There are data to support the use of certain antidepressants during pregnancy. Most of the research over the last decade has focused on the selective serotonin reuptake inhibitors (SSRIs) like fluoxetine (Prozac) and the older tricyclic antidepressants, but there is some new data supporting the use of bupropion during pregnancy.

The most recent information from the Bupropion Pregnancy Registry maintained by the manufacturer GlaxoSmithKline includes data from 517 pregnancies involving first trimester exposure to bupropion. In this sample, there were 20 infants with major malformations. This represents a 3.9% risk of congenital malformation that is consistent with what is observed in women with no known teratogen exposure. (Health care providers may receive an updated report from GlaxoSmithKline by calling (800) 336-2176.) While this information regarding the overall risk of malformation is reassuring, earlier reports had revealed an unexpectedly high number of malformations of the heart and great vessels in bupropion-exposed infants.

To more carefully quantify the risk for cardiovascular malformation in bupropion-exposed infants, another study was conducted relying upon two large insurance claims databases (Cole et al, 2006). Outcomes were compared in three different groups: (1) women dispensed bupropion during the first trimester, (2) women dispensed other antidepressant during the first trimester, and (3) women dispensed bupropion after the first trimester. This retrospective cohort study including over 1200 infants exposed to bupropion during the first trimester did not reveal an increased risk of malformations in the bupropion-exposed group of infants nor did it demonstrate an increased risk for cardiovascular malformations. This study, however, did observe an increased risk of cardiovascular malformation in paroxetine-exposed infants (see our eNewsletter December 2005).

These data are complemented by a smaller prospective study from the Motherisk Program in Toronto (Chun-Fai-Chan et al, 2005). Women who were pregnant or planning a pregnancy and taking bupropion (n=136) were enrolled in the study and were contacted after delivery. There were 105 live births and no major malformations were reported. Compared to a group of women with non-teratogen exposures, there were no significant differences in birth weight or mean gestational age. In the bupropion group 20 women (14.7%) had miscarriages, which is higher than observed in the non-teratogen control group but is consistent with rates observed in women taking other antidepressants.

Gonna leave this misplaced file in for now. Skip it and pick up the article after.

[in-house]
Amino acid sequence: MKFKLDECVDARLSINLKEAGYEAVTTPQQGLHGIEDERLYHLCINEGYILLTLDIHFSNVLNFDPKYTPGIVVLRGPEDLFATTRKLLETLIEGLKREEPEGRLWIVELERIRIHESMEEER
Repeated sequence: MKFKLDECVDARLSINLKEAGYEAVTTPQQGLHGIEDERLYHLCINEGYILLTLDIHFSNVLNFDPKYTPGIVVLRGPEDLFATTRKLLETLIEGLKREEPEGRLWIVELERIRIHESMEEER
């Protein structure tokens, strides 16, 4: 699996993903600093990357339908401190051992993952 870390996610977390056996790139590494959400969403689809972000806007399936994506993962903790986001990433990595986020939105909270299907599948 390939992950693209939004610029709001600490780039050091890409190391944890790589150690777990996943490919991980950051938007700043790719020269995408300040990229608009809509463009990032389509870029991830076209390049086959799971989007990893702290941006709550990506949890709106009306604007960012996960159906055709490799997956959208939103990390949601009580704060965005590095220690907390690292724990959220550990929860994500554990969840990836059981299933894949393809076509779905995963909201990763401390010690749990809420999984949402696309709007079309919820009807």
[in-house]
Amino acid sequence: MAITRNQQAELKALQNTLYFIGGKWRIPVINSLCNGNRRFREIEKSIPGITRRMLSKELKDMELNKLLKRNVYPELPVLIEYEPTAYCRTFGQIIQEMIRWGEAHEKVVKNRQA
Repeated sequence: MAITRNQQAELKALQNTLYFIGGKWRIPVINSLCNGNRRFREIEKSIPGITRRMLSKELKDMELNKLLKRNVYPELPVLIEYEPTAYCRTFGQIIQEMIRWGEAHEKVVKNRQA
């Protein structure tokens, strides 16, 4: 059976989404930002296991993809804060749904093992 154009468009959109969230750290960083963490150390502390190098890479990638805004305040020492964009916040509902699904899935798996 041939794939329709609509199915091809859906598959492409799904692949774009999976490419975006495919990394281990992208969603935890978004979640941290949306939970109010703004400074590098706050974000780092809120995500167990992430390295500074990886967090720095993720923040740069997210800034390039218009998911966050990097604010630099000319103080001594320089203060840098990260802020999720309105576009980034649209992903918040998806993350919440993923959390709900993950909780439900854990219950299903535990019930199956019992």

Given these data, bupropion may be an attractive option for women who have not responded well to fluoxetine or tricyclic antidepressants. Further studies are required to assess the risk of neonatal symptoms in bupropion-exposed infants and to better evaluate the long-term neurobehavioral effects of bupropion exposure.

Ruta Nonacs, MD PhD

Up-to-date information on Paroxetine (and other related antidepressants) and pregnancy via GlaxoSmithKline:

Chun-Fai-Chan B, Koren G, Fayez I, Kalra S, Voyer-Lavigne S, Boshier A, Shakir S, Einarson A. Pregnancy outcome of women exposed to bupropion during pregnancy: a prospective comparative study. Am J Obstet Gynecol, March 2005. 192(3).

Cole JA, Modell JG, Haight BR, Cosmatos IS, Stoler JM, Walker AM. Bupropion in pregnancy and the prevalence of congenital malformations. Pharmacoepidemiol Drug Saf. 9 August 2006

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